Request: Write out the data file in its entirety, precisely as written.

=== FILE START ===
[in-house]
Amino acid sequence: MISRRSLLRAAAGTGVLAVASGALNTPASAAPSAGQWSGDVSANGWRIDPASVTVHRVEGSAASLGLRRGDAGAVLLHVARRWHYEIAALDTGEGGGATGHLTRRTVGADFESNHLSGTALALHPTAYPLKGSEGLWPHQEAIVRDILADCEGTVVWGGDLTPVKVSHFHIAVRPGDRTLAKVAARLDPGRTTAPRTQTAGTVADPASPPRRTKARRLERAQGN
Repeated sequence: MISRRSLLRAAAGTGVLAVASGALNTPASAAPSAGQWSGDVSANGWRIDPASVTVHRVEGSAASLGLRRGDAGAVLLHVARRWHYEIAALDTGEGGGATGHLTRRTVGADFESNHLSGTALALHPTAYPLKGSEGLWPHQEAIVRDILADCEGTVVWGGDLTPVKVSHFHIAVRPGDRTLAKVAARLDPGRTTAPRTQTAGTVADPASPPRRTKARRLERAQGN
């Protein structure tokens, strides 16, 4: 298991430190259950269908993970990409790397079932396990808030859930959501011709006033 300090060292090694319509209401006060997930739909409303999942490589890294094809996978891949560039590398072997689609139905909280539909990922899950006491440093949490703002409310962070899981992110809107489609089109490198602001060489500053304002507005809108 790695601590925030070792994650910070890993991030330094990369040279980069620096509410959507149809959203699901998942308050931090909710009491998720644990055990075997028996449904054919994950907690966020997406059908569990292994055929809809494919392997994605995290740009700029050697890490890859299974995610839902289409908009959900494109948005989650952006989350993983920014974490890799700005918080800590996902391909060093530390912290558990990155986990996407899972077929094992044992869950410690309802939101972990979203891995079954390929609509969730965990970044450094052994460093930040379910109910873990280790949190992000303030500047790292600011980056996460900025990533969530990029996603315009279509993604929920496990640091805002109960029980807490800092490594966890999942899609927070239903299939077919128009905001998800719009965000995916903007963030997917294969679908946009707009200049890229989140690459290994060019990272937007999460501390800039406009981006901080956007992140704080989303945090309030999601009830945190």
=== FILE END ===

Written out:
[in-house]
Amino acid sequence: MISRRSLLRAAAGTGVLAVASGALNTPASAAPSAGQWSGDVSANGWRIDPASVTVHRVEGSAASLGLRRGDAGAVLLHVARRWHYEIAALDTGEGGGATGHLTRRTVGADFESNHLSGTALALHPTAYPLKGSEGLWPHQEAIVRDILADCEGTVVWGGDLTPVKVSHFHIAVRPGDRTLAKVAARLDPGRTTAPRTQTAGTVADPASPPRRTKARRLERAQGN
Repeated sequence: MISRRSLLRAAAGTGVLAVASGALNTPASAAPSAGQWSGDVSANGWRIDPASVTVHRVEGSAASLGLRRGDAGAVLLHVARRWHYEIAALDTGEGGGATGHLTRRTVGADFESNHLSGTALALHPTAYPLKGSEGLWPHQEAIVRDILADCEGTVVWGGDLTPVKVSHFHIAVRPGDRTLAKVAARLDPGRTTAPRTQTAGTVADPASPPRRTKARRLERAQGN
């Protein structure tokens, strides 16, 4: 298991430190259950269908993970990409790397079932396990808030859930959501011709006033 300090060292090694319509209401006060997930739909409303999942490589890294094809996978891949560039590398072997689609139905909280539909990922899950006491440093949490703002409310962070899981992110809107489609089109490198602001060489500053304002507005809108 790695601590925030070792994650910070890993991030330094990369040279980069620096509410959507149809959203699901998942308050931090909710009491998720644990055990075997028996449904054919994950907690966020997406059908569990292994055929809809494919392997994605995290740009700029050697890490890859299974995610839902289409908009959900494109948005989650952006989350993983920014974490890799700005918080800590996902391909060093530390912290558990990155986990996407899972077929094992044992869950410690309802939101972990979203891995079954390929609509969730965990970044450094052994460093930040379910109910873990280790949190992000303030500047790292600011980056996460900025990533969530990029996603315009279509993604929920496990640091805002109960029980807490800092490594966890999942899609927070239903299939077919128009905001998800719009965000995916903007963030997917294969679908946009707009200049890229989140690459290994060019990272937007999460501390800039406009981006901080956007992140704080989303945090309030999601009830945190």